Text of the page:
It’s an all-female literary arts lineup for Seattle Arts & Lectures in 2018-19, and other book news.

Seattle Arts & Lectures’ literary arts series at Benaroya Hall will, for the first time, be composed entirely of women writers, from Doris Kearns Goodwin to Valeria Luiselli to Alice Walker; SAL is also launching a series on journalism. And how successful was this year’s Seattle Independent Bookstore Day?

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Seattle Arts and Lectures announced his 31st season this week, with an immediately unique lineup: her 2018/19 literary arts series at Benaroya Hall will, for the first time, be entirely composed of women writers.

During a phone call earlier this week, SAL Associate Director Rebecca Hoogs told me that the decision, prompted by the remarkable events of the past year, was in response to the #MeToo movement. “We believe that as readers, as an organization and as a community, we have the power to influence and change the culture,” said Hoogs. “This gesture is our way of saying, ‘Women, we value and celebrate your voices.’ “

It’s all part of a three-year plan, said Hoogs, designed to positively influence the wider editorial community, by encouraging the work of women, people of color and other traditionally marginalized voices. “We thought this was a way to make a strong public statement to the publishing community, that these are the voices we want to hear right now.”

The four names announced in the Literary Arts series (two more speakers to be announced later) form a diverse group. Pulitzer Prize-winning historian and author Doris Kearns Goodwin will launch the series on October 1, just weeks after the publication of her latest non-fiction book, “Leadership in Turbulent Times,” in which she examines the qualities of leadership of four presidents (Abraham Lincoln, Theodore Roosevelt, Franklin D. Roosevelt and Lyndon B. Johnson).

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Goodwin will be followed by novelist Barbara Kingsolver (“The Poisonwood Bible”), who will speak on October 25 about her upcoming novel, “Unsheltered”. Mexican author Valeria Luiselli, finalist for the National Book Critics Circle Award, released April 27, 2019; his latest book is “Tell me how it ends: an essay in 40 questions”. And Tayari Jones, author of Oprah’s Book Club’s choice of “An American Wedding” (a terrific read) and three other novels, will speak on May 14.

SAL’s poetry series will feature Alice Walker, Solmaz Sharif, Ilya Kaminsky, an eco-poetic evening, and Jericho Brown (another poetry speaker to be named later). Following Walker’s October 4 event in Benaroya, the series will move to Broadway Performance Hall. The Women You Need To Know series will feature historian Jill Lepore (whose new book is “These Truths: A History of America”) on October 12 and two additional speakers to be announced later.

And SAL presents something entirely new this year, also in response to the news: a journalism series, created by journalists Timothy Egan and Sam Howe Verhovek. This series will bring CNN’s Van Jones, New York Times’ Dean Baquet and Washington Post’s Marty Baron to town (another speaker to be named later) to talk, Hoogs said, “about what’s going on with the media, politics. and journalism and the way these things intersected in a way that they didn’t intersect before. Jones’ event is October 10; Baquet and Baron will meet on March 5.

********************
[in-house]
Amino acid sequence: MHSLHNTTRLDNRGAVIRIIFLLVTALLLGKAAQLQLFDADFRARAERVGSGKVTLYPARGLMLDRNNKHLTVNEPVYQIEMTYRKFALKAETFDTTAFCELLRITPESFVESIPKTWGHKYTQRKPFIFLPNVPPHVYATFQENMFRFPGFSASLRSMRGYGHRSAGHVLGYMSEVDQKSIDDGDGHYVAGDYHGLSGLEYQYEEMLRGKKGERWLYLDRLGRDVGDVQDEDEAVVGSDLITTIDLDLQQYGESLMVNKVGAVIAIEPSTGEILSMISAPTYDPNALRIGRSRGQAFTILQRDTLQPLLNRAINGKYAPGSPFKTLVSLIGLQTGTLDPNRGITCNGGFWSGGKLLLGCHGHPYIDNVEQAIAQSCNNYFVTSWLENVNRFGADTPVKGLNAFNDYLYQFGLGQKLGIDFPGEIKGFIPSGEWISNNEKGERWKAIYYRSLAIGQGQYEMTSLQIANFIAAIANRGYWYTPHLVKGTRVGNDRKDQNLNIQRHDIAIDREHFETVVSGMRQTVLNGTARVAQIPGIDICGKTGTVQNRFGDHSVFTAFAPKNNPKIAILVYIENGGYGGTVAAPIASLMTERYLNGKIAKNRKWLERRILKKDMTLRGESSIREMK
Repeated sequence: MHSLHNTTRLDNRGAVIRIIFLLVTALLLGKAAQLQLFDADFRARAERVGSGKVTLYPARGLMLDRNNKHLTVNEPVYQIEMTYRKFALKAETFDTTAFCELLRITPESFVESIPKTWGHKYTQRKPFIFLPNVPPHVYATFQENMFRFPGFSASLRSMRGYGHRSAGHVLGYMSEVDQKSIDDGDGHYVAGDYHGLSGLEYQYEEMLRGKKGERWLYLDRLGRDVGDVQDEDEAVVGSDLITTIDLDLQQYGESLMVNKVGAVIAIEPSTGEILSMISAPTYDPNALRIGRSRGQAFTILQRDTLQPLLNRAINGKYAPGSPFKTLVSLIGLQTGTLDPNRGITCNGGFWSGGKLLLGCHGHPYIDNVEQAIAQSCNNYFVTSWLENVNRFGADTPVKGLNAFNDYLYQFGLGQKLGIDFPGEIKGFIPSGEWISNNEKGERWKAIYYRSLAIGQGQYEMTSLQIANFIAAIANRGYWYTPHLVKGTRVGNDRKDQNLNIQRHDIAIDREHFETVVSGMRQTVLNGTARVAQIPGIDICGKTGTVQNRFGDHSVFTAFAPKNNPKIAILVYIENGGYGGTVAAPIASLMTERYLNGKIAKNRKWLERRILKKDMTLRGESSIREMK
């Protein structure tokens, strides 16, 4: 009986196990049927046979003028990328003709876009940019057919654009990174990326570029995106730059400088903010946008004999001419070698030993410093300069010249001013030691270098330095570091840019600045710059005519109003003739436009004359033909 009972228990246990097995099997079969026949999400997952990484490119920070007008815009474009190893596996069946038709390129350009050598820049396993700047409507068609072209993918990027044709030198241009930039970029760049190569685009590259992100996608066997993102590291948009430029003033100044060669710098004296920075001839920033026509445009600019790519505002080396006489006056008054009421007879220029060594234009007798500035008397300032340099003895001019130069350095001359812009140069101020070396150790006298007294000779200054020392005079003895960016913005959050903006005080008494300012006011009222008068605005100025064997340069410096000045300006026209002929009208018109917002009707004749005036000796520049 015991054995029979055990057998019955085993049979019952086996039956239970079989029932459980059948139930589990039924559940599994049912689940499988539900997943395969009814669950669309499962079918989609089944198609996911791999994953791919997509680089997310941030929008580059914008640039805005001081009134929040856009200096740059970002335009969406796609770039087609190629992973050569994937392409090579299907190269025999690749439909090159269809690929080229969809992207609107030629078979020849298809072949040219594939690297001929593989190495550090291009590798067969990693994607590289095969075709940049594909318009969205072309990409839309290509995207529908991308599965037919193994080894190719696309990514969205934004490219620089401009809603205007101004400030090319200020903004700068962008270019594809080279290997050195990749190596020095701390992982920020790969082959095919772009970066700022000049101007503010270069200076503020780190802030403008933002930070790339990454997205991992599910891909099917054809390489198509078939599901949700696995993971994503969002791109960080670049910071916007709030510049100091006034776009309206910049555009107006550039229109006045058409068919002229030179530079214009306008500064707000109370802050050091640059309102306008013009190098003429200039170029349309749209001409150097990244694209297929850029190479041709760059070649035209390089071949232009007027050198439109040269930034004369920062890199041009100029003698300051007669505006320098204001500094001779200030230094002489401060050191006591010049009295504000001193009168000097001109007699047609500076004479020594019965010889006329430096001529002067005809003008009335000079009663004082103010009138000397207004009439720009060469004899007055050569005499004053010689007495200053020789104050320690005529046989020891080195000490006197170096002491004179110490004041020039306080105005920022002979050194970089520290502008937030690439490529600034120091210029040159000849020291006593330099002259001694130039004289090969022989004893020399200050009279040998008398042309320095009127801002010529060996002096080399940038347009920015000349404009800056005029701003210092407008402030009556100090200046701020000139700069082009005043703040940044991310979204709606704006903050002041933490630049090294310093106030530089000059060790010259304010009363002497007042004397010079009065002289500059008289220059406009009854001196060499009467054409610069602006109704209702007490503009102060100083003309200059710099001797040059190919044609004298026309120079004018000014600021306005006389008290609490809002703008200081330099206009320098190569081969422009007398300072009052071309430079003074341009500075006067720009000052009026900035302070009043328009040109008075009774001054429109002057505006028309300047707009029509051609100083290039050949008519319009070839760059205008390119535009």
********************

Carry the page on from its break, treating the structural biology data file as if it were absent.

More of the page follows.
Another change to SAL will be great news for young people: the student rate for subscriptions and individual tickets (a bargain) is now available to anyone 25 years of age or under, with current ID. of validity. Full-time students of any age continue to be eligible. For more information on the new SAL season, or to purchase season tickets (individual tickets go on sale July 16), visit or call 206-621-2230, ext. ten.

In other news from the book, Seattle Independent Bookstore Day April 28 was a resounding success; its organizers report that 500 avid readers completed the 19 bookstore marathon in one day, winning the title of Bookstore Champions and 25% off at all participating stores for the year. This was a big jump from last year’s total of 320, despite the kind of rainy weather that typically keeps book lovers at home.

My longtime book club did the marathon together this year; there are only four of us so we fit in well in my Honda (I drove, Sarah sailed, and Arlene and Terri provided moral support and snacks from the back seat). We had a blast, traveling a total of 110 miles to visit bookstores on Bainbridge Island, Poulsbo, Edmonds, Bothell, Redmond, Kirkland, Mercer Island and many places in Seattle; Thanks to the luck of the ferry connections, the entire trip (with frequent breaks for reading books and baking) lasted around 12 hours.

Favorite time of day: We arrived at Liberty Bay Books in Poulsbo just after they opened at 8am (special times, I think, in honor of the day). A long line of people, holding Independent Bookstore Day passports, sped out of the front door and into the block; all in a good mood despite the gray weather. A man walked out the bookstore door, looked up, and saw the line. “Fucking shit! “” He pushed, amazed at the sight; a queue at a bookstore is not something you come across every day. I think we all felt lucky to be a part of it and to celebrate. 19 delicious places where magic lives on shelves.

About Herbert L. Leonard

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